Tyrone’s talk was an incredible demonstration of the links between biodiversity conservation, human health and social justice – and the enormous (and scary) influence of corporate interests. Certainly the first science talk I’ve seen recieve a standing ovation!


7 07 2010
Tony Wildish

I’ve heard a lot about atrazine and Hayes’ work, and it’s frightening stuff. I’ve been trying to find out if anyone else has reproduced his results, but I haven’t found anything in the peer-reviewed literature by other groups. I’m no expert in the field, so maybe I just don’t know where to look. Do you know of any independent confirmation of his results?


7 07 2010

There are many:

Boone, M.D., James S.M. (2003) Interactions of an insecticide, herbicide, and natural stressors in amphibian community mesocosms. Ecol Appl 13 , 829–841

Carr, J.A., Gentles A., Smith E.E. et al . (2003) Response of larval Xenopus laevis to atrazine: assessment of growth, metamorphosis, and gonadal and laryngeal morphology. Environ Toxicol Chem 22 , 396–405

Fatima, M., Mandiki S.N.M., Douxfils J., Silvestre F., Coppe P., Kestemont P. (2007) Combined effects of herbicides on biomarkers reflecting immune-endocrine interactions in goldfish immune and antioxidant effects. Aquat Toxicol 81 , 159–167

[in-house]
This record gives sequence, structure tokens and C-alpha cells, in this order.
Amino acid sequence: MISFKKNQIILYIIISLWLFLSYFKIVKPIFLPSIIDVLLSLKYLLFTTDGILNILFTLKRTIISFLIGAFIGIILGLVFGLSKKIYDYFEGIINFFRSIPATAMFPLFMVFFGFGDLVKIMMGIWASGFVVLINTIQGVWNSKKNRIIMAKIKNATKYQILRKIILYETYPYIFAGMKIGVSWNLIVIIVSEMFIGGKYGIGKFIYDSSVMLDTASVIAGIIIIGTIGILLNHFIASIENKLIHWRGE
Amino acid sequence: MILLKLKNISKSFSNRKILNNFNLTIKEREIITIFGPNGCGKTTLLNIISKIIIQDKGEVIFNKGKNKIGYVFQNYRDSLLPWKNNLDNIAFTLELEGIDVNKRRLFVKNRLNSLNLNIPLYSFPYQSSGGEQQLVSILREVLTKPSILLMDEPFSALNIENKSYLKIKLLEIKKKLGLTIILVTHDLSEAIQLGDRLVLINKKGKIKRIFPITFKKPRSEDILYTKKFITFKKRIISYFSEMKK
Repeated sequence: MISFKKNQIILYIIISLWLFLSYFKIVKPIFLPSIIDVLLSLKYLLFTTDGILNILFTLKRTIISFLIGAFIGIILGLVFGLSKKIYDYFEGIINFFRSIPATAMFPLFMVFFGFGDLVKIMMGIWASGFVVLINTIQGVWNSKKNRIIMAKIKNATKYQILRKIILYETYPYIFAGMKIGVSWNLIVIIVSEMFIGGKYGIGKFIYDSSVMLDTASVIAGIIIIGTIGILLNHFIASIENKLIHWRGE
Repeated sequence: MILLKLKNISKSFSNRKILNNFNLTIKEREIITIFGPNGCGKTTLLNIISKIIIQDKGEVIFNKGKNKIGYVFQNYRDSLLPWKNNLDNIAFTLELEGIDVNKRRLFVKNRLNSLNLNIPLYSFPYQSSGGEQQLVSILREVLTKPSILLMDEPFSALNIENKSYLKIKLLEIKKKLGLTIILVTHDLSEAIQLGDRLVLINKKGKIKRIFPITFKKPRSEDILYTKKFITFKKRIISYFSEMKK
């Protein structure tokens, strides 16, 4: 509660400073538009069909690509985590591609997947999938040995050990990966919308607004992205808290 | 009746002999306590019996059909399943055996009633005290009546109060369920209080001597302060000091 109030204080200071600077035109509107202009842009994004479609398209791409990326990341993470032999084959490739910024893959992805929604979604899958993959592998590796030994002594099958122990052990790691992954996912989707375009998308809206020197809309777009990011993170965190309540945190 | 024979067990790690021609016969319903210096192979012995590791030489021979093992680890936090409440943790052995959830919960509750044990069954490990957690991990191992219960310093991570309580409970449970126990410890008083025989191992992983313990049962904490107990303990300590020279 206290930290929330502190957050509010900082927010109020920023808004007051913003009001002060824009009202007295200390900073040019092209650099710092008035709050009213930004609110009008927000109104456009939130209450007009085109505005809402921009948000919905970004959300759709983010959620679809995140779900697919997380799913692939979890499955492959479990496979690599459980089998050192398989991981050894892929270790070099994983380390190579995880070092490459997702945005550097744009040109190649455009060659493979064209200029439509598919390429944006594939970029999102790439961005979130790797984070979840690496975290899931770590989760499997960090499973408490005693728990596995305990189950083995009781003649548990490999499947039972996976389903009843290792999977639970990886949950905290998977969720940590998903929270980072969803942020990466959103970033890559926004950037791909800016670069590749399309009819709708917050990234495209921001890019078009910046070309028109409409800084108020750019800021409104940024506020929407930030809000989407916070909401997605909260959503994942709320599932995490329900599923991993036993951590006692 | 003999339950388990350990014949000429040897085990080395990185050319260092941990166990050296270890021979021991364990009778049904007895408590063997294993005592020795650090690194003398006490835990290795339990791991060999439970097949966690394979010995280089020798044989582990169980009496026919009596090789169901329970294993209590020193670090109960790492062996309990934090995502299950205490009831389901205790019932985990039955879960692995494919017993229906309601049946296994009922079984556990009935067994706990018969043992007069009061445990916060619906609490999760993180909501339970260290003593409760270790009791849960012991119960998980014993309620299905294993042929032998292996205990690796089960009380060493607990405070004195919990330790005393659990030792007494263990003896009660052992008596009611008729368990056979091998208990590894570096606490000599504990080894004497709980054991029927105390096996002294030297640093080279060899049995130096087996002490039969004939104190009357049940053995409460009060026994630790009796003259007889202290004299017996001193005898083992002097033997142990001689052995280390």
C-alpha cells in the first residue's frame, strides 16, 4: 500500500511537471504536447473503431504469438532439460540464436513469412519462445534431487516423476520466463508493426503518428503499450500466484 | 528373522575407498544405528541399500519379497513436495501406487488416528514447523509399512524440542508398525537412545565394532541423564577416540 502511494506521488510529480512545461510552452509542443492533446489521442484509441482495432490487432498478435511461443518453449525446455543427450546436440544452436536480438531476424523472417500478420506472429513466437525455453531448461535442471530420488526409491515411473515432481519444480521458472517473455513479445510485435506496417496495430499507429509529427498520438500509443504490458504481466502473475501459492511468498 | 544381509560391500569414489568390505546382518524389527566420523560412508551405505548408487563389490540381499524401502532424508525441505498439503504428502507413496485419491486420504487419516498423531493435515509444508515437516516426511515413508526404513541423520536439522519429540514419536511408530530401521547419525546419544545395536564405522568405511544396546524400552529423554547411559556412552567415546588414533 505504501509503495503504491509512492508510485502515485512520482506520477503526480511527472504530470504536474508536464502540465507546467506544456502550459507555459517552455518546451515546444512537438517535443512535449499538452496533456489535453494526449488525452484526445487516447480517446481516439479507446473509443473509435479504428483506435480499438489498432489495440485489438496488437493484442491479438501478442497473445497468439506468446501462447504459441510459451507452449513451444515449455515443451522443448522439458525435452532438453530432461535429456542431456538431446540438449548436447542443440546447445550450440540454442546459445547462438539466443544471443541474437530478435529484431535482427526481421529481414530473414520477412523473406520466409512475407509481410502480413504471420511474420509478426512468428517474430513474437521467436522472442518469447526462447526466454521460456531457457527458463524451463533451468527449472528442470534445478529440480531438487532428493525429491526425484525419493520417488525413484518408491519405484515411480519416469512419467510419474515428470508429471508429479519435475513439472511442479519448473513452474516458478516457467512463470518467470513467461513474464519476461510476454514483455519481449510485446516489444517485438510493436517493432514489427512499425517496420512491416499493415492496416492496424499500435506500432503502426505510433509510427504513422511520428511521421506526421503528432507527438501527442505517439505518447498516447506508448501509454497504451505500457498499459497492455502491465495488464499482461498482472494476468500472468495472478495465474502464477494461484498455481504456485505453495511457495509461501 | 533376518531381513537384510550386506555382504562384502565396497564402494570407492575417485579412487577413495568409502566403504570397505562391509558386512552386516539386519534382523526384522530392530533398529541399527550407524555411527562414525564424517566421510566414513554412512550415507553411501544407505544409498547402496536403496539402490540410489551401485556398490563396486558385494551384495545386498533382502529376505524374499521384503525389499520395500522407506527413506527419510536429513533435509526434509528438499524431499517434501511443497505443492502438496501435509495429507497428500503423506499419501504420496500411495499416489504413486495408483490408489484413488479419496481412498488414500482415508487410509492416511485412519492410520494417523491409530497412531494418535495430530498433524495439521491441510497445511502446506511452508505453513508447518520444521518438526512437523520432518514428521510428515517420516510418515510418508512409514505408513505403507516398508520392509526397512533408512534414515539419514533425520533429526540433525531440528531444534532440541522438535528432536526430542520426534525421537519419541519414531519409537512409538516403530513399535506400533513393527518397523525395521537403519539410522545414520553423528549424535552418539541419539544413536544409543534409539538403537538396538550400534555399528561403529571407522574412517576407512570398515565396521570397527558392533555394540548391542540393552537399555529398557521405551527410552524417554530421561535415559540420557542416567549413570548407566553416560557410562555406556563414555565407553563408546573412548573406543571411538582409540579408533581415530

Larson, D.L., McDonald S., Fivizzani A.J., Newton W.E., Hamilton S.J. (1998) Effects of the herbicide atrazine on Ambystoma tigrinum metamorphosis: duration, larval growth, and hormonal response. Phys Zool 71 , 671–679

Rohr, J.R., Crumrine P.W. (2005) Effects of an herbicide and an insecticide on pond community structure and processes. Ecol Appl 15 , 1135–1147

Rohr, J.R., Elskus A.A., Shepherd B.S. et al . (2003) Lethal and sublethal effects of atrazine, carbaryl, endosulfan, and octylphenol on the streamside salamander, Ambystoma barbouri. Environ Toxicol Chem 22 , 2385–2392

Rohr, J.R., Elskus A.A., Shepherd B.S. et al . (2004) Multiple stressors and salamanders: effects of an herbicide, food limitation, and hydroperiod. Ecol Appl 14 , 1028–1040